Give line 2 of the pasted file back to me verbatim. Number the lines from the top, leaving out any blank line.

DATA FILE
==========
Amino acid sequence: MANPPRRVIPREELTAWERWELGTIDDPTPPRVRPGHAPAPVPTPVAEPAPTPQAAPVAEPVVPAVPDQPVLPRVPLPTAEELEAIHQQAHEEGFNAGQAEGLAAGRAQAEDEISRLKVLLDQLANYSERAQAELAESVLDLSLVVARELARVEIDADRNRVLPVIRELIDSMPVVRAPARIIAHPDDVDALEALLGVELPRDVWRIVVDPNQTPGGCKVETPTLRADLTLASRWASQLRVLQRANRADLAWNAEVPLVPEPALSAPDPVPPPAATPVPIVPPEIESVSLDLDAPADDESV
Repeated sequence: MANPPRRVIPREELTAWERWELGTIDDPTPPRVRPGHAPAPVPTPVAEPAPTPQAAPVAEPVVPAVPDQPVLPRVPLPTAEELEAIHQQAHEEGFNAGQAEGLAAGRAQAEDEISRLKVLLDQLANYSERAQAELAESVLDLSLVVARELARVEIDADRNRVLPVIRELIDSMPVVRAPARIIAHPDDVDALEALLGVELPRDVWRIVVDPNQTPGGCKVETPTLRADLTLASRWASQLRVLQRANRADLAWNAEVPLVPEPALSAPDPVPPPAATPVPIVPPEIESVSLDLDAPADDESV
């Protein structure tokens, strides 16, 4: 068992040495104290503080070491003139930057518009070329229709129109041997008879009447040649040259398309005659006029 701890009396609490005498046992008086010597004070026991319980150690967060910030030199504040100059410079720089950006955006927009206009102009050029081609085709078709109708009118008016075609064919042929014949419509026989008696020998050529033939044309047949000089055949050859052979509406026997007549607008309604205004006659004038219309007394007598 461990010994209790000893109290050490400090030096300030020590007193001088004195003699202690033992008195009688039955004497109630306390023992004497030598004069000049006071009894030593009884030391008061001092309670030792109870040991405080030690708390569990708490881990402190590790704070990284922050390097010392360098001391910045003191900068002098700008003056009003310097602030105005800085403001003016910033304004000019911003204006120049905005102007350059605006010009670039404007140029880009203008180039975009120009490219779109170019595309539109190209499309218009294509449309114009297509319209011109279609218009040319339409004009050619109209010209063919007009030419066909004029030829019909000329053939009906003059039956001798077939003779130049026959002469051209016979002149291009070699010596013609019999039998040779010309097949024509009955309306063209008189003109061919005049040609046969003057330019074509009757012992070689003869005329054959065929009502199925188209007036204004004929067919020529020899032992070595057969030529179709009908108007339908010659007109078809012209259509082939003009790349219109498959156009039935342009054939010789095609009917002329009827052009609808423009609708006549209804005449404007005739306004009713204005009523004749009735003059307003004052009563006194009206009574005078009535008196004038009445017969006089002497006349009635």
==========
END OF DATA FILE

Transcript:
Repeated sequence: MANPPRRVIPREELTAWERWELGTIDDPTPPRVRPGHAPAPVPTPVAEPAPTPQAAPVAEPVVPAVPDQPVLPRVPLPTAEELEAIHQQAHEEGFNAGQAEGLAAGRAQAEDEISRLKVLLDQLANYSERAQAELAESVLDLSLVVARELARVEIDADRNRVLPVIRELIDSMPVVRAPARIIAHPDDVDALEALLGVELPRDVWRIVVDPNQTPGGCKVETPTLRADLTLASRWASQLRVLQRANRADLAWNAEVPLVPEPALSAPDPVPPPAATPVPIVPPEIESVSLDLDAPADDESV